A Big Ship at the Edge of the Universe


Alex White


Science Fiction / Fantasy


Date Reviewed:

November 7, 2020

Big Ship at the Edge of the Universe is actually a fantasy story. This threw me at first - given the cover of the book and the title of the novel, I assumed I had picked up a science fiction story. But right from the first chapter, when the reader is introduced to Nilah, the race car driver, and her "magic belching" sportscar, we learn that everything is powered by spells. It is a weird combination at first - the traditional SF tropes are here - space ships and jump gates and blaster guns - but the space ships are powered by magic, the blasters are enabled with glyphs, etc. Eventually, the magic becomes unnoticeable, does it really matter in the end if the ship's shields are powered by spells or dilithium crystals? Our heroes hack into the control of robots and electronics - the fact that they do so with magic rather than writing code ultimately is not that important.

The tale is about a group of misfits and has-beens who stumble upon a galaxy wide conspiracy. These odd-balls make up the crew of the battered old warship Capricious, and of course no one will believe their discoveries, because the villains have corrupted all the forces of law and justice in the galaxy. At the heart of the conspiracy is a missing spaceship with tremendous magical powers - the legendary Harrow. The heroine of the tales is Boots, a former fighter pilot who now gets by selling treasure maps to salvage crews. Boots just might have the ghost of a clue where the Harrow might be hiding. Most of Boots' treasure maps are outright fabrications, but in this case, there may be a sliver of truth in what she is selling. When Boots sells a Harrow-related clue to a race car driver, it arouses the deadly interest of a powerful assassin named (for reasons unexplained) Mother. Mother is soon on the trail to snuff out anyone who might be involved locating the "mythical" Harrow.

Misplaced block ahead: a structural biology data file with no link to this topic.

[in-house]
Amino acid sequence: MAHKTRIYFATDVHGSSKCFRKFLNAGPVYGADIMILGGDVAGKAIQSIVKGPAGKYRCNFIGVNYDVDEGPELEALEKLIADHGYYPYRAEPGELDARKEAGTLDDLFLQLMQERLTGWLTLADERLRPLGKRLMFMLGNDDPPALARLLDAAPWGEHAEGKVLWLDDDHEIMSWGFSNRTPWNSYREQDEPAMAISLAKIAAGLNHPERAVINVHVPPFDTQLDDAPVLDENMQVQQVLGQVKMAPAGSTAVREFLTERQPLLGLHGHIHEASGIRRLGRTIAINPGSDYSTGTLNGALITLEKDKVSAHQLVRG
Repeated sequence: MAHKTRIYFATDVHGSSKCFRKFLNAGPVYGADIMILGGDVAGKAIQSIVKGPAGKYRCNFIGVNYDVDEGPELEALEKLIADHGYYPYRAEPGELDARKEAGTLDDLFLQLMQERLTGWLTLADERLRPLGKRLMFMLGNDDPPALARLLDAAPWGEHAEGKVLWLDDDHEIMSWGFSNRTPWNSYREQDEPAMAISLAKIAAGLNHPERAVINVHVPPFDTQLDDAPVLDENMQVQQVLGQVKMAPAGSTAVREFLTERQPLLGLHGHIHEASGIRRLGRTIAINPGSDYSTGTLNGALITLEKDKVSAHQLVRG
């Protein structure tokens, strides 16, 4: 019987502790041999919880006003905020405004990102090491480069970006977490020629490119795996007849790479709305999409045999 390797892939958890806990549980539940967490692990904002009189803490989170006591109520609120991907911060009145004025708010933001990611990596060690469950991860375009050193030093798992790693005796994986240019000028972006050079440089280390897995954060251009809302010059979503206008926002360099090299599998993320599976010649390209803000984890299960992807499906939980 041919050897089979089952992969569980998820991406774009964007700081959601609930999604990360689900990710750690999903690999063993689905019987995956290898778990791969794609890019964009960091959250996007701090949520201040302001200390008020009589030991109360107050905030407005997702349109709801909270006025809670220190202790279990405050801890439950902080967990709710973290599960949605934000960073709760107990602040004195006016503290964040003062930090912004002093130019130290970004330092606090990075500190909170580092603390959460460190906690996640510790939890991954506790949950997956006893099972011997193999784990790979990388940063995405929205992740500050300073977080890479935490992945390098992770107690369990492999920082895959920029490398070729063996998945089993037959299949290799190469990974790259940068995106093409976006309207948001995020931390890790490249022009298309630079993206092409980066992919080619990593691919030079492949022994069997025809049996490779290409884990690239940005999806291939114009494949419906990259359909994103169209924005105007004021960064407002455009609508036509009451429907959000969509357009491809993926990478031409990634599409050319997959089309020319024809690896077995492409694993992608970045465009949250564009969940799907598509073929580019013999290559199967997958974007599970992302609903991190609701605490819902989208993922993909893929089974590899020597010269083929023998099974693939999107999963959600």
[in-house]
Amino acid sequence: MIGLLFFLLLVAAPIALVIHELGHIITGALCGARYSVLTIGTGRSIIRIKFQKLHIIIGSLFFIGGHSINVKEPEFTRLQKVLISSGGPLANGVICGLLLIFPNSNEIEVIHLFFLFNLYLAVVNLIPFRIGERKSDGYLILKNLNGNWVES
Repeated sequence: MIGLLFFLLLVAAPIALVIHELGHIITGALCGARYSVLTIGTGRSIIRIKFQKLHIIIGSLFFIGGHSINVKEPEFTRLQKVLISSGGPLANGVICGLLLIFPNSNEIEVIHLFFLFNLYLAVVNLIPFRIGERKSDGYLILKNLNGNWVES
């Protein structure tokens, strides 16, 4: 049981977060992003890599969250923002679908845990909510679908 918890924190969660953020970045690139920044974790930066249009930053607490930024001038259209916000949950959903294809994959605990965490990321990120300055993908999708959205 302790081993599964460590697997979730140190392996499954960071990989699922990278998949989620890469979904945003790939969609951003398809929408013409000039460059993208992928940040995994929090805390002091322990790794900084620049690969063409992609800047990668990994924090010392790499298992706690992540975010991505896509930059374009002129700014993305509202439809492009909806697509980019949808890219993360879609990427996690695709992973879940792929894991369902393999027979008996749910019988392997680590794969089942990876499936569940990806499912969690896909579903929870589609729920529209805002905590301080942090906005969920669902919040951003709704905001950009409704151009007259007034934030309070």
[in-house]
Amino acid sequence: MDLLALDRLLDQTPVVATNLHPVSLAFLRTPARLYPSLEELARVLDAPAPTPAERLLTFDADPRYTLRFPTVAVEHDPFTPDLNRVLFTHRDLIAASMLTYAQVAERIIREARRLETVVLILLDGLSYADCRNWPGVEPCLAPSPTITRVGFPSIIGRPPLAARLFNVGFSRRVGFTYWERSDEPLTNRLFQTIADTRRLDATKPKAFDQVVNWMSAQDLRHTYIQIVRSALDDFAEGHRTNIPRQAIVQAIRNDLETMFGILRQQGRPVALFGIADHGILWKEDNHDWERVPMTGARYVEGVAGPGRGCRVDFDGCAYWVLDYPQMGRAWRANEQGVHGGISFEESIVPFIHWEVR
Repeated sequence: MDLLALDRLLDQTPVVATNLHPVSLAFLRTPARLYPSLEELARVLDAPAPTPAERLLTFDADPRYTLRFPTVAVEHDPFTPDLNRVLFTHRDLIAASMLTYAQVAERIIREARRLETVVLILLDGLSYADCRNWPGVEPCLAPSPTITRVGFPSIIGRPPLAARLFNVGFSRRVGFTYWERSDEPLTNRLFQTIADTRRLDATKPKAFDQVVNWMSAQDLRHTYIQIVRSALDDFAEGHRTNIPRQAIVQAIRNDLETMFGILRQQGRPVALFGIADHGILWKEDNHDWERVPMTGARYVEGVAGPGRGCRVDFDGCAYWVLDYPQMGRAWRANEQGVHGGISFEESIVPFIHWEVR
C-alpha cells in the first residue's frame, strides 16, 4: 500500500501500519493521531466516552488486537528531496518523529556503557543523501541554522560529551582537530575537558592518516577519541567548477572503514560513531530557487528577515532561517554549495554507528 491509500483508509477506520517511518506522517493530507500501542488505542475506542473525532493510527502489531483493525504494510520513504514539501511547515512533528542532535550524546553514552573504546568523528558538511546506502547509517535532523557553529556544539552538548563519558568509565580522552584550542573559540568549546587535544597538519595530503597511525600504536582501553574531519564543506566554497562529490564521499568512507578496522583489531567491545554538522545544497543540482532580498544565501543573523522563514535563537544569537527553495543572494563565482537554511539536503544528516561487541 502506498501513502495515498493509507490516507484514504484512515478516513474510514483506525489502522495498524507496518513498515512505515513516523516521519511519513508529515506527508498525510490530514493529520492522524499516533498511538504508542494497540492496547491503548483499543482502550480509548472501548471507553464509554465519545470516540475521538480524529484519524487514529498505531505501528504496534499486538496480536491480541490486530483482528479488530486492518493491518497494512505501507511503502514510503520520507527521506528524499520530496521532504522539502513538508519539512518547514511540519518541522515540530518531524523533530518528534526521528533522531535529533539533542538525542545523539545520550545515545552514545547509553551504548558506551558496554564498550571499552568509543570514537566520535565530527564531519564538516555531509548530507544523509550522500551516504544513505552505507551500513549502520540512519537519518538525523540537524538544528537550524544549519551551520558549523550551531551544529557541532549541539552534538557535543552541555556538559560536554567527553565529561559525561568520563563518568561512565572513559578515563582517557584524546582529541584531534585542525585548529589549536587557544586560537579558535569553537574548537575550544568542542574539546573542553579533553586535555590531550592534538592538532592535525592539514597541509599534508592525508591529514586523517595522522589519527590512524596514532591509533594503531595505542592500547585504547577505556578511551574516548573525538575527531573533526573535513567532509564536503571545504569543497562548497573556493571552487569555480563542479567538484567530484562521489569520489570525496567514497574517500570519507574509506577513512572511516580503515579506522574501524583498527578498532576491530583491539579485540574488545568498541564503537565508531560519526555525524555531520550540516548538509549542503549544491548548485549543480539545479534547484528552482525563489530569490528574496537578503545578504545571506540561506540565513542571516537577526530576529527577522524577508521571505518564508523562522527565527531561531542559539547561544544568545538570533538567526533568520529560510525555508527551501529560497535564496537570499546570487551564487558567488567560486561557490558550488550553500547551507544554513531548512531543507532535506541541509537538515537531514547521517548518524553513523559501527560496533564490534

The second heroine is Nilah, a wealthy race car driver. She wears the arm bands that display her current emotions as colors. (When I was young, there was a craze for something called mood-rings, which were supposed to change colored based upon your temperature, the theory was that temperature was related to emotion. Whatever happened to mood rings? They went the way of the pet rock). Nilah is ultra-competent at wielding magic. She can interface to machines and fix them with glyphs, or command them with other spells. Nilah happens to witness Mother's murderous assault upon a fellow race car driver, so now Mother is after Nilah. One thing leads to another, and soon Boots and Nilah are on the ship Capricious, and high tailing it to distant parts of the galaxy, with Mother tracking them magically.

Overall, I found this story interesting enough, the scenes exploring a secret, booby-trapped base are pretty fun. There is adventure and mystery. But to keep tension growing, White adds longer and longer odds for our heroes to face. It became harder and harder to believe that our plucky band of heroes could over come such tremendous forces arrayed against them. For example, the first encounter with a springfly assassin-robot is tense and exciting. But later, Nilah single-handedly defeats a swarm of springflies, it's just not believable, and thus not exciting. Boots is an ace fighter pilot, but (presumably) so are the pilots in the opposing ships, so how likely is that Boots can win against overwhelming odds? Being more talented than everyone else in the galaxy is unlikely. (Why do so many space battles involve fighters? The speeds and distances in outer space are so vast that it would be impossible to even glimpse your opponent. Wouldn't AI drones, powered by hyperspeed ballistics and energy beams, be so much more lethal than a human controlled craft?) So, although the book was fun to read, I didn't find it compelling. I doubt I will pick up the remaining two books in this trilogy.